Hello everyone and welcome to this Ethics Alert blog which will discuss the recent Ohio Supreme Court disciplinary opinion imposing a 6 month stayed suspension of a lawyer who provided his Ohio attorney-registration number and electronic attorney signature to a Florida based corporation and failed to supervise the firm’s activities. The case is Disciplinary Counsel v. Lorenzon, Slip Opinion No. 2012-Ohio-4713 (October 16, 2012). The opinion is here: http://www.supremecourt.ohio.gov/ROD/docs/pdf/0/2012/2012-Ohio-4713.pdf.
According to the opinion, on September 15, 2008, the lawyer entered into an “of counsel” agreement with Consumer Law Group, P.A. (“CLG”), a Florida law firm that negotiated debt on behalf of consumers. The agreement provided that the lawyer would be paid $1,000.00 each year to serve as local counsel for the firm and that he would execute a fee contract with each Ohio client. To facilitate execution of the fee contracts, the lawyer provided CLG with his electronic signature and Ohio attorney-registration number.
The CLG agreement stated that “(the lawyer) may be needed to answer client questions from time to time”, which it was estimated would be no more than three hours per year. The lawyer also would not be obligated to represent any clients in court or before any agency or panel. In September 2008, the lawyer received the $1,000.00 payment and provided his electronic signature and attorney-registration number to CLG. In May 2009, clients named Floyd and Mary Brown sued the lawyer and CLG to terminate a November 2008 fee contract with CLG. The lawyer was the only representative of CLG identified in the fee contract, which also had the lawyer’s electronic signature and Ohio attorney-registration number. The Browns settled their claims against the lawyer and the owner of CLG and received a full refund.
The lawyer testified that he had no knowledge of the Brown fee contract and that he later learned that CLG had used his name, electronic signature, and attorney-registration number to enter into at least three other contracts without his knowledge. He testified that he believed that he would be responsible for overseeing all of CLG’s Ohio client cases to insure that their representation complied with the “Ohio ethics rules” and in their best interests. He had approved a blank form fee contract for CLG use for Ohio clients and he believed that he would receive each contract by e-mail, approve it, and send it back to CLG, where his electronic signature would be affixed to the contract. He believed that this procedure would be easier and take less time than actually signing each contract, scanning it, and sending it back to CLG but he agreed that the agreement with CLG did not state that he was to review each fee contract and that it also authorized CLG to apply or use his signature on correspondence and forms that he had preapproved. After a hearing, the Ohio grievance panel found that the lawyer engaged in conduct that adversely reflected on his fitness to practice law and recommended a stayed 6 month suspension.
After stating that “the facts of this case are unique”, the opinion found that the lawyer’s conduct was analogous to cases in which lawyers failed to properly supervise their employees. After considering the mitigating factors and “the absence of any evidence to show that any clients were harmed”, the opinion agreed with the disciplinary panel and imposed a six-month stayed suspension.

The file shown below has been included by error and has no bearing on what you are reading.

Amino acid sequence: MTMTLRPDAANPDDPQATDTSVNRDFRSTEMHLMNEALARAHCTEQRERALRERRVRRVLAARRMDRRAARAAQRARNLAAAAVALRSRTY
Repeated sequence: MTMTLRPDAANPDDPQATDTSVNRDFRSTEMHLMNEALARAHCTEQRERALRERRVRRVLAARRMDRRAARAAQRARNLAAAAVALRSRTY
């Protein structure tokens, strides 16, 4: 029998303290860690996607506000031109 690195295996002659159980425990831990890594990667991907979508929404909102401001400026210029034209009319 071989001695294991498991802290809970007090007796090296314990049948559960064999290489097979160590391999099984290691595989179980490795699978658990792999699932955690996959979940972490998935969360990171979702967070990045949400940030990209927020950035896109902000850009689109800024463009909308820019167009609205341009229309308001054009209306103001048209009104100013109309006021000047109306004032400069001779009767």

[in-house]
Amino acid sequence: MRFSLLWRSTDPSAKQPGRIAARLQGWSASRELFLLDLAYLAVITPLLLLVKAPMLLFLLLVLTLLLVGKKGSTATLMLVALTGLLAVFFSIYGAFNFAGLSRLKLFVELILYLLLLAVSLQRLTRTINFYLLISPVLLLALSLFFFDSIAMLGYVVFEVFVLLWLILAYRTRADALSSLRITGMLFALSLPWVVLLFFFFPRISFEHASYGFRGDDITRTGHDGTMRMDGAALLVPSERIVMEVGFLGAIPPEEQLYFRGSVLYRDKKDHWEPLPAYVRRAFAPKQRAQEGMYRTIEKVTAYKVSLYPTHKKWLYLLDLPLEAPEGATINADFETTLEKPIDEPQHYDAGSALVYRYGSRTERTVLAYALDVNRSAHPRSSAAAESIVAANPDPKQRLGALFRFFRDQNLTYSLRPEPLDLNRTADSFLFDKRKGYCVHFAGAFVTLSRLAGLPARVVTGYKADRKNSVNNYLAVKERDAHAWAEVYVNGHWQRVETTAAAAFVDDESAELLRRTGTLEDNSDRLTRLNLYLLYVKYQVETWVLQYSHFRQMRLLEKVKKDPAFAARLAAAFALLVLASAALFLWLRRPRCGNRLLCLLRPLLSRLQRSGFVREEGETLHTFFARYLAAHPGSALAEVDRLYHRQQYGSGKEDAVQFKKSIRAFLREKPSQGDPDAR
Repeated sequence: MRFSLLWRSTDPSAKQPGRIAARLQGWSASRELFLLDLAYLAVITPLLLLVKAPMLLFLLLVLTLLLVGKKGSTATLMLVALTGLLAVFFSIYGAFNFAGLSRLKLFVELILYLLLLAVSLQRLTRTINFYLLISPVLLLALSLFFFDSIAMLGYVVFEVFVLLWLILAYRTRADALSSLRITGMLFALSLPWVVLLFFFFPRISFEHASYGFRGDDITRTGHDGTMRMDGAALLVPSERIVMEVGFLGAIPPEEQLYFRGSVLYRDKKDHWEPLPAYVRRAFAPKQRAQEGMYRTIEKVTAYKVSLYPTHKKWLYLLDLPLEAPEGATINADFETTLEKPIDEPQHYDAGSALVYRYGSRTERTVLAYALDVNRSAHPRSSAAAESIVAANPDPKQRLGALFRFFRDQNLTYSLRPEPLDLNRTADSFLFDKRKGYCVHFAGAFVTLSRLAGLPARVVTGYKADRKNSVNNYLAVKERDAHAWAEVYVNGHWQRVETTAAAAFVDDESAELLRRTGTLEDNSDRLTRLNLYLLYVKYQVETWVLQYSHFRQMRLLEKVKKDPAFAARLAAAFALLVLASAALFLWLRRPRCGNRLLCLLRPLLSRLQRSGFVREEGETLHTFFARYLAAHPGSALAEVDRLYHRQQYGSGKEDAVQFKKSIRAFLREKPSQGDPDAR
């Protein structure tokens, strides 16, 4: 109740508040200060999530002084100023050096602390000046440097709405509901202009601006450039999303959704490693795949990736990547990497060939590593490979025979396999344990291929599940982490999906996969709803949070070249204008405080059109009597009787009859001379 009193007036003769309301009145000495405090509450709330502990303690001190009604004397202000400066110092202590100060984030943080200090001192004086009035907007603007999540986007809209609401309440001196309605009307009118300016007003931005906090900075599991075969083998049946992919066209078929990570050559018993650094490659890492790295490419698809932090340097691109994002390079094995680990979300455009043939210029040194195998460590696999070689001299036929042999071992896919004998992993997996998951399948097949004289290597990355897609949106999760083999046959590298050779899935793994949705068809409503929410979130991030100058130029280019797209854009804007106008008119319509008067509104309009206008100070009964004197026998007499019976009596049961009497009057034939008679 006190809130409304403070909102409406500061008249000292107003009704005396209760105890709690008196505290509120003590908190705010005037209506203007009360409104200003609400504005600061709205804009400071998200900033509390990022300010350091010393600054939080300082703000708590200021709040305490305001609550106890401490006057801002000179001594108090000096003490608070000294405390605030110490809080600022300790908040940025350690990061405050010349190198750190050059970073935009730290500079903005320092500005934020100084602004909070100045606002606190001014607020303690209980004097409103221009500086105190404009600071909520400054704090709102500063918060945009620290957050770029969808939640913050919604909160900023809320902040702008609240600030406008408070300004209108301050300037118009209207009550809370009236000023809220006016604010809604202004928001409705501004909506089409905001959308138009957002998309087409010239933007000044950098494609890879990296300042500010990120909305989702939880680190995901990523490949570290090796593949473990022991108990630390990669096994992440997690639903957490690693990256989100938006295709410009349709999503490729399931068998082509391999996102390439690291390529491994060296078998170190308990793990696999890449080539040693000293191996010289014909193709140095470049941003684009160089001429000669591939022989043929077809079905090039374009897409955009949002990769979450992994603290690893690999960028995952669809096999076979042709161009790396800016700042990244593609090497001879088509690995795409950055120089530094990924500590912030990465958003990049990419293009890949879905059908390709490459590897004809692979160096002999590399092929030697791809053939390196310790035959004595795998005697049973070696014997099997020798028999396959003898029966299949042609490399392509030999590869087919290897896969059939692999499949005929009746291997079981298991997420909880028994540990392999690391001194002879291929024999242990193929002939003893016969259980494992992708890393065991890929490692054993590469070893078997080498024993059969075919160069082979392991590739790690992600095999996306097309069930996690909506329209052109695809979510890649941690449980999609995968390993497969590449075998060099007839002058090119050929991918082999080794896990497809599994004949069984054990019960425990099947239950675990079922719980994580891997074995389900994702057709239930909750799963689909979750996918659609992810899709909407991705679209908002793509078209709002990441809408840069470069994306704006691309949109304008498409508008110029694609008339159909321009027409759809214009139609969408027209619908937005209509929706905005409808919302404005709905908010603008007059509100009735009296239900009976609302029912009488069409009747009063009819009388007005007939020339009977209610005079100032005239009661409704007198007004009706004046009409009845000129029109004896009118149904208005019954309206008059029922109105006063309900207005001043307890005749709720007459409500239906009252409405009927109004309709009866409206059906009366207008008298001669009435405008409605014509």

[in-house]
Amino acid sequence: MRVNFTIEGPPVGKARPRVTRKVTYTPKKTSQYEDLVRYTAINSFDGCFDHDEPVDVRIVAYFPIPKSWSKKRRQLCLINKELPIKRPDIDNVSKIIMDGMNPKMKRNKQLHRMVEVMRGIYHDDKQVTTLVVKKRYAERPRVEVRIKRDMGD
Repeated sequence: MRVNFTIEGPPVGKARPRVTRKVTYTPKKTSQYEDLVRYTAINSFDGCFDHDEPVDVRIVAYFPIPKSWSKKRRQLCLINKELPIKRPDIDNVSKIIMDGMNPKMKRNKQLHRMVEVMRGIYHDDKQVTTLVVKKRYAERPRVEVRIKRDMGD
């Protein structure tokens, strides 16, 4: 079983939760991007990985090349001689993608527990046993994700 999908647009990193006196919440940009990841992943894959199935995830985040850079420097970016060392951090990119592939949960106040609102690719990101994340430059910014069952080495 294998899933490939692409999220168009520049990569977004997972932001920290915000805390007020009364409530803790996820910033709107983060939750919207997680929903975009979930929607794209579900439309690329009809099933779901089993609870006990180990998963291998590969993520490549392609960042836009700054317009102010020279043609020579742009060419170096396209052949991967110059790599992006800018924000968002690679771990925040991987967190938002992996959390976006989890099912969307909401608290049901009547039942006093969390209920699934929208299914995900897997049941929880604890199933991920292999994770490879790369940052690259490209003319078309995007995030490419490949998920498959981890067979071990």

The opinion also stated that “(b)ecause an attorney’s signature, whether actual or electronic, affixed to a document along with an attorney-registration number reflects personal assent to or approval of a document, the attorney must jealously guard its use to protect innocent third parties as well as the attorney’s own reputation. Here, (the lawyer’s) failure to properly supervise the use of his signature exposed him to unanticipated professional liability at the hands of an allegedly unscrupulous person. But more importantly, by loaning his good name without retaining adequate control over its use, he exposed vulnerable and unsuspecting Ohio consumers to the questionable practices of an out-of-state debt-negotiation firm. Based upon this conduct, we agree that (the lawyer) engaged in conduct that adversely reflects upon his fitness to practice law…(a)nd, although we agree that the facts of this case are unique, we find that (the lawyer’s) conduct and the attendant risk of harm to third parties are analogous to cases in which attorneys have failed to properly supervise their employees.” (emphasis supplied).
Bottom line: Lawyer’s beware, with the advent of electronic signatures, it is even more important for lawyers to take steps to protect themselves from the misuse of these signatures by others, including employees and, in this case, out of state law firms. According to this Ohio opinion, a lawyer who decides to become involved with an out of state law firm as “local counsel” and provide his or her electronic signature and attorney number must insure that the law firm’s activities comply with the ethics rules, which includes supervision of their activities, or risk discipline.
Be careful out there!
As always, if you have any questions about this Ethics Alert or need assistance, analysis, and/or guidance regarding these or any other ethics, risk management, or other issues, please do not hesitate to contact me.
|Disclaimer: this e-mail does not contain any legal advice and the comments herein should not be relied upon by anyone who reads it.
Joseph A. Corsmeier, Esquire
Law Office of Joseph A. Corsmeier, P.A.
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Clearwater, Florida 33759
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